This preview has intentionally blurred sections. Sign up to view the full version.
View Full Document
Unformatted text preview: OR 4350 Game Theory February 21, 2012 Prof. Bland Linear Programming and ZeroSum TwoPerson Games These notes (revised from notes of Prof Todd) show how linear programming can be used to prove von Neumann’s Minimax Theorem and to obtain the value and the maximin and minimax strategies for the players in a twoperson zerosum game with a finite number of pure strategies for each player. We suppose that an m × n matrix A gives the payoffs to player I (and hence A gives II’s payoffs). We’ll illustrate with an example in which A =  1 1 3 2 4 2 6 1 3 2 3 . Before we proceed to the LP formulation, a little notation. Suppose we are given an m × n matrix A . For each j = 1 ,...,n denote by A j the jth column of A . For each i = 1 ,...,m denote by A i the ith row of A . Let P = { p ∈ R I m : p ≥ , ∑ p i = 1 } and let Q = { q ∈ R I n : q ≥ , ∑ q j = 1 } . We will assume, for now, that each p ∈ P is a row vector and each q ∈ Q is a column vector, so that the product pAq is welldefined. (Mea culpa: toward the end of this handout, when we get to the matrix notation for an LP formulation of player I’s optimal mixed strategy, we will treat p as though it is a column vector.) LP formulation Put yourself in player I’s place. Each p ∈ P is a mixed strategy, a randomization over I’s m pure strategies. For any fixed p ∈ P and any 1 ≤ j ≤ n the inner product pA j is the expected value of I’s payoff if I uses the mixed strategy p and II uses the pure strategy j . So min j pA j is a lower bound on I’s expected payoff, if she uses mixed strategy p . (Note that for fixed p , min j pA j = min q ∈ Q pAq .) Therefore player I would like to find among all...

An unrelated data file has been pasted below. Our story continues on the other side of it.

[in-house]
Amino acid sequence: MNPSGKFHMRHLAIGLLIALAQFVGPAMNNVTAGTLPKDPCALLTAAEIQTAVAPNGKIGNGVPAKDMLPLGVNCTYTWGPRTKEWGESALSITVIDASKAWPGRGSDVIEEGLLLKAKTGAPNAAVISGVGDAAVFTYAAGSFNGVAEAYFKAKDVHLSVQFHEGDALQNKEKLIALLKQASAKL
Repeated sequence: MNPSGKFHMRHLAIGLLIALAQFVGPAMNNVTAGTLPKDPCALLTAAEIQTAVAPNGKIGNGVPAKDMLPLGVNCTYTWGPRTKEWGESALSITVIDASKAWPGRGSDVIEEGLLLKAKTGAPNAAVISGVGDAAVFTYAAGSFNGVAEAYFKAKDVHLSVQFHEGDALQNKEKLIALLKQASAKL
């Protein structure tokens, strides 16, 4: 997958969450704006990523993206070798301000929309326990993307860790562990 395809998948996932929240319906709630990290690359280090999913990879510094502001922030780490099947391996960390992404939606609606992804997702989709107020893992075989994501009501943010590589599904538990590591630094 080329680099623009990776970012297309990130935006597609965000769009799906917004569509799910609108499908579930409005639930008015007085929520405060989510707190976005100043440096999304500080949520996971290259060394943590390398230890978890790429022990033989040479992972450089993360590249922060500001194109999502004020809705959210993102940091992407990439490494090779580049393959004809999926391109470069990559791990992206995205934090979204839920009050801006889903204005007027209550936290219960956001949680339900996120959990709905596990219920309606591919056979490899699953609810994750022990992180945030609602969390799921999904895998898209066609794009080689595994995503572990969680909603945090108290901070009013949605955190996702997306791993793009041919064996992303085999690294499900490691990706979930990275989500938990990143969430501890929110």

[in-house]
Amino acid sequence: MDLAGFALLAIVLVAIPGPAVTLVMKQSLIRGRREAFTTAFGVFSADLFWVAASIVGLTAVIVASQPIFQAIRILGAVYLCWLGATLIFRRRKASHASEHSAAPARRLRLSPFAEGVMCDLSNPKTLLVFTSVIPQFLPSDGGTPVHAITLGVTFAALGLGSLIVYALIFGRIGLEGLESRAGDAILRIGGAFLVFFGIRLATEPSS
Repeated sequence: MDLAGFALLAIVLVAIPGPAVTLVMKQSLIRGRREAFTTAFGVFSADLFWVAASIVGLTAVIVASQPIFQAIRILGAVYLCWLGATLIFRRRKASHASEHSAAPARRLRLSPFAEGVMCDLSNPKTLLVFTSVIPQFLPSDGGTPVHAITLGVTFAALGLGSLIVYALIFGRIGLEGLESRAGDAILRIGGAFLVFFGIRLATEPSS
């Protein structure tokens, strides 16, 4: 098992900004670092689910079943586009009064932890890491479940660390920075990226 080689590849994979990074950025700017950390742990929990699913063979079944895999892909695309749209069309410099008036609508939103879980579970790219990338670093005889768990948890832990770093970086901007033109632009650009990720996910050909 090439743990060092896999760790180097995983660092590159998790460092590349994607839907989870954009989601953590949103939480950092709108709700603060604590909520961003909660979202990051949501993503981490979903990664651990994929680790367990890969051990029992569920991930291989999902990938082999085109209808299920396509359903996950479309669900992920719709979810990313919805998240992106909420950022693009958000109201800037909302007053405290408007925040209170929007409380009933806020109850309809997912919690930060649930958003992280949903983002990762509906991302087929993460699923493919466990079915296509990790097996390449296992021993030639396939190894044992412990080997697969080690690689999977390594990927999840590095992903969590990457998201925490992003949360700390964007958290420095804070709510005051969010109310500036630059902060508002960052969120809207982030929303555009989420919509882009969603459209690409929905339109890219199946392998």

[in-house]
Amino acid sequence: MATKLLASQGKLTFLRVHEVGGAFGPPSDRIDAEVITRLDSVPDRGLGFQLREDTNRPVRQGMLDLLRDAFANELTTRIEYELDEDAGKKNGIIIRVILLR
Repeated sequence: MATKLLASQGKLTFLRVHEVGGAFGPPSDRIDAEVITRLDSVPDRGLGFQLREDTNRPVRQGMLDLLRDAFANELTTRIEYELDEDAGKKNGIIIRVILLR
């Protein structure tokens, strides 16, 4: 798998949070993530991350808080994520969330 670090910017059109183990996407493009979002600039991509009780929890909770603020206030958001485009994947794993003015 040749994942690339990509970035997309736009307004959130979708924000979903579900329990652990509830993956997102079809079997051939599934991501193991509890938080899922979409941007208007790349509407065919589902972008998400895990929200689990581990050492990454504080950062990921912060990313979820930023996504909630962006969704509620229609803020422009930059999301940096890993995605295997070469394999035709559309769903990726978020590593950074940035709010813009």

View
Full
Document
This note was uploaded on 03/18/2012 for the course ORIE 4350 taught by Professor Shmoys during the Spring '08 term at Cornell.
 Spring '08
 SHMOYS

Click to edit the document details